My second reaction was curiosity about what went through your mind when you learned that you would have to compete at the professional level and decided to go ahead. Was it still for fun? How did Angel feel about it? You strike me as a person who goes ahead with something if your head and your heart are in agreement. Was that the case here? (In nooo way am I criticizing you. These are just my reactions.)

There was something that stayed with me when I spoke with Josie the next night at the Roxy. I asked her how long she and Rogelio had practiced and she said “we finished the routine during the day of the competition. I like to try to keep it fresh and new.”

Well, I thought to myself, that’s it isn’t it? The challenge to practice the routine over and over and yet pull it off as if it is fresh, new, inspired, and spontaneous.

I do NOT agree that you were out-classed! Perhaps you may not have the emotional wisdom that comes from the life experience of someone that makes their living solely as a dancer but, I recall two times that I watched you dance last year when I was first starting out. One night was salsa at Rudolfo’s and the other night was merengue at the Sportsmen’s. What I saw was a passionate being dancing because she has to. It was not just a night out. I was inspired and emotionally affected. It stayed with me. I projected the idea onto you that she must be someone with an attitude because she’s so good. What a wonderful surprise to find that you were not like that at all. In retrospect, your performance at the Mayan did not affect me in the same way but I am not capable of saying why in a way that would be helpful or insightful for you. I can say that when you dance what is uniquely in your heart, you can out-dance (or out-class) whomever is also dancing. That is my intuitive take on who you are as a person even though I do not know you well.

I came back from dancing tonight at the Ash Grove and experienced something that I had not planned on. I asked a friend to dance what was only the second song of the evening, a cha-cha, and when I had already committed to dancing out on the floor, I realized that we were alone except for another couple. “Ohhhh nooooo….” I looked up, and not only were all the seated people watching, but even the people upstairs celebrating a birthday party were looking. “Wow, this must be what it’s like performing at the Mayan.” I told my friend that we should get a badge for courage. Other couples came onto the floor later

My Response:
Tom, I just wanted to say “thank you” for your beautiful words of encouragement. I learned a great deal from your letter, and you bet I will apply it! I need to learn that when I compete I need to dance from my heart, not from trying to remember “what’s next” in a stupid routine. Angel insisted that we needed a routine, even though in the past, people have consistently told us that we do better without one. He still insisted on it. Of course, being me, (and also the woman, the follower, the submissive one), I argued at first, but when I saw he wasn’t budging, I quickly gave up.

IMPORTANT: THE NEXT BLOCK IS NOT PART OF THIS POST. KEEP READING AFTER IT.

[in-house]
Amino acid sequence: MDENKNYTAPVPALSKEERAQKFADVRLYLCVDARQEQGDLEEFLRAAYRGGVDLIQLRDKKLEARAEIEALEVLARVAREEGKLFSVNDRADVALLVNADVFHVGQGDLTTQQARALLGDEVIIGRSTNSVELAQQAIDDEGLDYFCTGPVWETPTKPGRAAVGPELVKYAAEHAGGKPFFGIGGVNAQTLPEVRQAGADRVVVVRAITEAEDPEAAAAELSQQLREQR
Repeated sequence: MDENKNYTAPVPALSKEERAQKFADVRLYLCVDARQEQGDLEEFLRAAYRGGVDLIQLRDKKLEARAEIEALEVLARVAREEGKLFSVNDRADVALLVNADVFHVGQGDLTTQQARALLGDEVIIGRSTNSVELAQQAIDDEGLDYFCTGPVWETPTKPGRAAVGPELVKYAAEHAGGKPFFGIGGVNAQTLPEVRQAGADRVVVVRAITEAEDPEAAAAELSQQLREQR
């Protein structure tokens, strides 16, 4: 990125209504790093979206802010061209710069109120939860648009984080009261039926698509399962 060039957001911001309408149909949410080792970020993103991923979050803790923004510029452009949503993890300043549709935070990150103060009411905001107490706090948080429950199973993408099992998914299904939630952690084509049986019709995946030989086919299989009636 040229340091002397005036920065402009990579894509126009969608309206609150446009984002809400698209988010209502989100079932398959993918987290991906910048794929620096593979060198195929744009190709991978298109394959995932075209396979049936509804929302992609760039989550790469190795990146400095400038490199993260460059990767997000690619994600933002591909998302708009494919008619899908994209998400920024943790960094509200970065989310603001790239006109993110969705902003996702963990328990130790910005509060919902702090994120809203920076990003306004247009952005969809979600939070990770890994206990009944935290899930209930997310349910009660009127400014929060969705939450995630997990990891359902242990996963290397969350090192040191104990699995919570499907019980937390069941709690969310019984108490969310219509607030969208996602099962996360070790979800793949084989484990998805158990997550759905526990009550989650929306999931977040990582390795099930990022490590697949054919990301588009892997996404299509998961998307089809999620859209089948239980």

You’re right. In a competition you’ve got to keep it fresh. Josie and Rogelio are pros. They know how to keep the rhythm, and feel the music to the SAME BEAT…. TOGETHER (insider inf., and highly personal problem on our part – you don’t need to know about this….)

Well, in a partnership, we’ve got to take the good with the bad. I look at how he is off beat, I look at how much I weigh, and how much he has to lift me. I look at his dancing solo, and then I look at mine (ugh!),I look at how old he is, then I realize I’m not getting any younger either.

When we found out from the Mayan that we had to compete professionally this year, because of our Amateur win last year, I was actually quite relieved. Believe it or not, so many people told us they would NOT compete if we were competing in the Amateur division this year. This made me feel terrible inside. Here you work so hard – work like hell, get bruised up, fight, compromise, work, work, work, and then you get put down for looking too “professional” to be dancing with amateurs… We were actually disqualified one time because they thought we were professionals!

There are a lot of people who don’t think they can win, but it’s only in their minds. We’ve been in competitions where there would barely be any competitors because we were out there competing. We were starting to wonder if it was our dancing style, or if they refused to dance because the judges favored a less “authentic street style” Salsa, or, people just couldn’t stand us, or they were too shy, or they wanted to boycott the contest because we were there, or… what???? I have no idea. You can only imagine what went through our minds. I compete for fun, Angel does it for the fun and money. Why not? It’s one of the fastest ways to make a few hundred bucks two minutes that I know of!

The most important thing is that I have fun (I have to keep telling myself that sometimes, especially while we’re practicing…) I’m glad the competition is over. we won’t be competing for a while. It’s getting to be a bit too much. We’re going to take a break from each other for a while. We agreed on four months. Maybe we’ll both find” our rhythms” on our own.

From Bill W: